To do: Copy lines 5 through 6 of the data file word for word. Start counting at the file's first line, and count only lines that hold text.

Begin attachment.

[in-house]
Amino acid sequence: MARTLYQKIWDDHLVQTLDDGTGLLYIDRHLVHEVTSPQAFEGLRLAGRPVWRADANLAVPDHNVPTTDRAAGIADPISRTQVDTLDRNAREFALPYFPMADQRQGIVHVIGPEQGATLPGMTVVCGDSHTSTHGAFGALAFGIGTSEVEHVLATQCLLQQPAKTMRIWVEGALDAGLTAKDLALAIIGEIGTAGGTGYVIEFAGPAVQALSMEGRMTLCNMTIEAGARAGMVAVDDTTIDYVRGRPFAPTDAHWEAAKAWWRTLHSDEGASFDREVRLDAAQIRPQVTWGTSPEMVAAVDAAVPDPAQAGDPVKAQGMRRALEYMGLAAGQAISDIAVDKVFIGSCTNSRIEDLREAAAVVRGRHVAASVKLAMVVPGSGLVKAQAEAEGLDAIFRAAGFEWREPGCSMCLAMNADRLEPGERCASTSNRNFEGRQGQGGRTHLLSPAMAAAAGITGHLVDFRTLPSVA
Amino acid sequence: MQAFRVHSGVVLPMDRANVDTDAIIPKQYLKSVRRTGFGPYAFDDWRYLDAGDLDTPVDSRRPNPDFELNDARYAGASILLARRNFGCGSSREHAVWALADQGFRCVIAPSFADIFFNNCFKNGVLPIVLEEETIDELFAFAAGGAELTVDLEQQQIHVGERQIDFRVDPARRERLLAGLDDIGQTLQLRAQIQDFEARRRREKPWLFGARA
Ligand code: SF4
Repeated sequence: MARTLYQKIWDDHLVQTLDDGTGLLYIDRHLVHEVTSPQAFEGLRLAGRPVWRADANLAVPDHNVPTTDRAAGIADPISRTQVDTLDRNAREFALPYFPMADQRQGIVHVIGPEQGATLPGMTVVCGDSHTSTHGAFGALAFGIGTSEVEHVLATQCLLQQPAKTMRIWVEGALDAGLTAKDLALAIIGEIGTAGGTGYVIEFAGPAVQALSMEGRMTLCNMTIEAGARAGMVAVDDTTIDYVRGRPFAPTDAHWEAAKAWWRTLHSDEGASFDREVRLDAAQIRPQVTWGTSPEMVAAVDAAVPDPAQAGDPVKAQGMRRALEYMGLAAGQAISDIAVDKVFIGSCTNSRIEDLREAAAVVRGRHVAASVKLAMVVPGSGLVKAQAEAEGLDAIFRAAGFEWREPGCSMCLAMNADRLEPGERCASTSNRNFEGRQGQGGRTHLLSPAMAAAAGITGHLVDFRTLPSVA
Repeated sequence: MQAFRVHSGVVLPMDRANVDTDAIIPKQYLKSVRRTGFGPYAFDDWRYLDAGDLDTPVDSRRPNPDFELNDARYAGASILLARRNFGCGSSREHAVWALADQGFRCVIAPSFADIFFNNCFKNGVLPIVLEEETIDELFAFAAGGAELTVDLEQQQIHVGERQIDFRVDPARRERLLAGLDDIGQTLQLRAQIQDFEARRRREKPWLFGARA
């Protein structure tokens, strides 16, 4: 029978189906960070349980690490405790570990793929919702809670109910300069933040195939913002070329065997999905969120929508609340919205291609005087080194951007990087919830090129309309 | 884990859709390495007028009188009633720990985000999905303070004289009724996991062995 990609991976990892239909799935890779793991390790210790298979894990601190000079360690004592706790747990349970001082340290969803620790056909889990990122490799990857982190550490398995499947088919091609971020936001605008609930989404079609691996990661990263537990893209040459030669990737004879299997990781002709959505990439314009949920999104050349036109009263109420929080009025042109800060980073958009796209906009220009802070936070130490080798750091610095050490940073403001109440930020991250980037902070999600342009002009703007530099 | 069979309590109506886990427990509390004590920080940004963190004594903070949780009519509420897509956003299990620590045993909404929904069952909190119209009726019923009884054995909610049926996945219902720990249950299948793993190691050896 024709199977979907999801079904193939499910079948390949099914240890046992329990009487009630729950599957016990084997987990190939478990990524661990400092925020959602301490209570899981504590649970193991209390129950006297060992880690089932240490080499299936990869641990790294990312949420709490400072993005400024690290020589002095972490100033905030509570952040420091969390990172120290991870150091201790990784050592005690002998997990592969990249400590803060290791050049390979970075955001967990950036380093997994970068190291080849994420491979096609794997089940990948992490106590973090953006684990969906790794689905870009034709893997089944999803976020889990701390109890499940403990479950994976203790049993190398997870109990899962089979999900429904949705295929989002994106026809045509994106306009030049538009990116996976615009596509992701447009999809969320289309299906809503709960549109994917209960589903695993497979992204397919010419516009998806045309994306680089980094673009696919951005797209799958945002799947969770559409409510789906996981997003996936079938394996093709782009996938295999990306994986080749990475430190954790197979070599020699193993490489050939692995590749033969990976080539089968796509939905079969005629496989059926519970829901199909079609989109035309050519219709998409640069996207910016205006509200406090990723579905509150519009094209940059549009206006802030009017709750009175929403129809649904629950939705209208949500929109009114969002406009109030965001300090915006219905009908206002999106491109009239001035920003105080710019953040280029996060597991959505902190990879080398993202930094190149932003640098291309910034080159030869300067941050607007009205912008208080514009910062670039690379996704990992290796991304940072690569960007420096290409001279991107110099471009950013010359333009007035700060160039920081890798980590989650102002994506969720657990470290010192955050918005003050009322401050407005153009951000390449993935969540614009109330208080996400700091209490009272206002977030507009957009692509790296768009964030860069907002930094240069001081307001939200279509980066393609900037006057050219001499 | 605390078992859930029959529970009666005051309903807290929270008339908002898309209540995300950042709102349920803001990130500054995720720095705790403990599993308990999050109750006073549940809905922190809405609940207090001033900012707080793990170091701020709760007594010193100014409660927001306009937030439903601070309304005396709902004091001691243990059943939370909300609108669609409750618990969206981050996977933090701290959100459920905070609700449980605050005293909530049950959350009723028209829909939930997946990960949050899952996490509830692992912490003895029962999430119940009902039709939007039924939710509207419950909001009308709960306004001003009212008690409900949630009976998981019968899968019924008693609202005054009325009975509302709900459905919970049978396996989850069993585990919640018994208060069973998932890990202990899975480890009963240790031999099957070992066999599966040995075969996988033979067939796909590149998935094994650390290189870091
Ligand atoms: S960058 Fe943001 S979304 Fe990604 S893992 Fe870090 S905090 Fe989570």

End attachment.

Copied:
Repeated sequence: MARTLYQKIWDDHLVQTLDDGTGLLYIDRHLVHEVTSPQAFEGLRLAGRPVWRADANLAVPDHNVPTTDRAAGIADPISRTQVDTLDRNAREFALPYFPMADQRQGIVHVIGPEQGATLPGMTVVCGDSHTSTHGAFGALAFGIGTSEVEHVLATQCLLQQPAKTMRIWVEGALDAGLTAKDLALAIIGEIGTAGGTGYVIEFAGPAVQALSMEGRMTLCNMTIEAGARAGMVAVDDTTIDYVRGRPFAPTDAHWEAAKAWWRTLHSDEGASFDREVRLDAAQIRPQVTWGTSPEMVAAVDAAVPDPAQAGDPVKAQGMRRALEYMGLAAGQAISDIAVDKVFIGSCTNSRIEDLREAAAVVRGRHVAASVKLAMVVPGSGLVKAQAEAEGLDAIFRAAGFEWREPGCSMCLAMNADRLEPGERCASTSNRNFEGRQGQGGRTHLLSPAMAAAAGITGHLVDFRTLPSVA
Repeated sequence: MQAFRVHSGVVLPMDRANVDTDAIIPKQYLKSVRRTGFGPYAFDDWRYLDAGDLDTPVDSRRPNPDFELNDARYAGASILLARRNFGCGSSREHAVWALADQGFRCVIAPSFADIFFNNCFKNGVLPIVLEEETIDELFAFAAGGAELTVDLEQQQIHVGERQIDFRVDPARRERLLAGLDDIGQTLQLRAQIQDFEARRRREKPWLFGARA